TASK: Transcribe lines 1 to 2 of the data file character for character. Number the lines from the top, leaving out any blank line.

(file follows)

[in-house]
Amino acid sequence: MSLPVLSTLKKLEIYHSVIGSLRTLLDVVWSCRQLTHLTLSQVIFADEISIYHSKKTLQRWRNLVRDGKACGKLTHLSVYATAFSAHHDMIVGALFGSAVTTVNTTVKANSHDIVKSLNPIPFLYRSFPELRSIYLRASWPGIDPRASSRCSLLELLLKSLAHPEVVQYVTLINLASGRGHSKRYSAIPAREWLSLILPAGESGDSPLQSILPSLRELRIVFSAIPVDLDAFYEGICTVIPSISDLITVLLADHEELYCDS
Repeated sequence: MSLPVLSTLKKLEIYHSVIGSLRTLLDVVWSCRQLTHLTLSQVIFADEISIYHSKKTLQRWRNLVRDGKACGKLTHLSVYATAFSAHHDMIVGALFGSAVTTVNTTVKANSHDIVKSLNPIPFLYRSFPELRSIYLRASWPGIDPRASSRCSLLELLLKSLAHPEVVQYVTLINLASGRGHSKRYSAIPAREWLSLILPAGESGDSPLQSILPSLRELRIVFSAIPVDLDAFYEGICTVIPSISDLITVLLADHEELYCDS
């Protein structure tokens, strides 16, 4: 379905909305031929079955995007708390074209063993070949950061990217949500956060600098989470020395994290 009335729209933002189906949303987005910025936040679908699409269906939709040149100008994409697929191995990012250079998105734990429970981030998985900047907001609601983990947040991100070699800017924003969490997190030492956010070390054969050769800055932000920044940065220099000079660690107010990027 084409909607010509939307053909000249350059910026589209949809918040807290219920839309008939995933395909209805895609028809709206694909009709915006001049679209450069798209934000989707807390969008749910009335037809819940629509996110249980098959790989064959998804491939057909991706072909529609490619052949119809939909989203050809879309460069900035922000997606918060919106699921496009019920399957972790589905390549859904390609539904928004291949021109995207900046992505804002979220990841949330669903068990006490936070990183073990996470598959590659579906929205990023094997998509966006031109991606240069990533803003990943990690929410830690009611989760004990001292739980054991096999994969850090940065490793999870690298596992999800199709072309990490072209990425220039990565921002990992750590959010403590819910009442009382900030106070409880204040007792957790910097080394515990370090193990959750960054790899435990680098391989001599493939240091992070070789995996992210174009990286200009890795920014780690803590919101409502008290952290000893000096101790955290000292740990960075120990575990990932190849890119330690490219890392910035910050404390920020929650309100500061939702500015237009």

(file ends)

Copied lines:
[in-house]
Amino acid sequence: MSLPVLSTLKKLEIYHSVIGSLRTLLDVVWSCRQLTHLTLSQVIFADEISIYHSKKTLQRWRNLVRDGKACGKLTHLSVYATAFSAHHDMIVGALFGSAVTTVNTTVKANSHDIVKSLNPIPFLYRSFPELRSIYLRASWPGIDPRASSRCSLLELLLKSLAHPEVVQYVTLINLASGRGHSKRYSAIPAREWLSLILPAGESGDSPLQSILPSLRELRIVFSAIPVDLDAFYEGICTVIPSISDLITVLLADHEELYCDS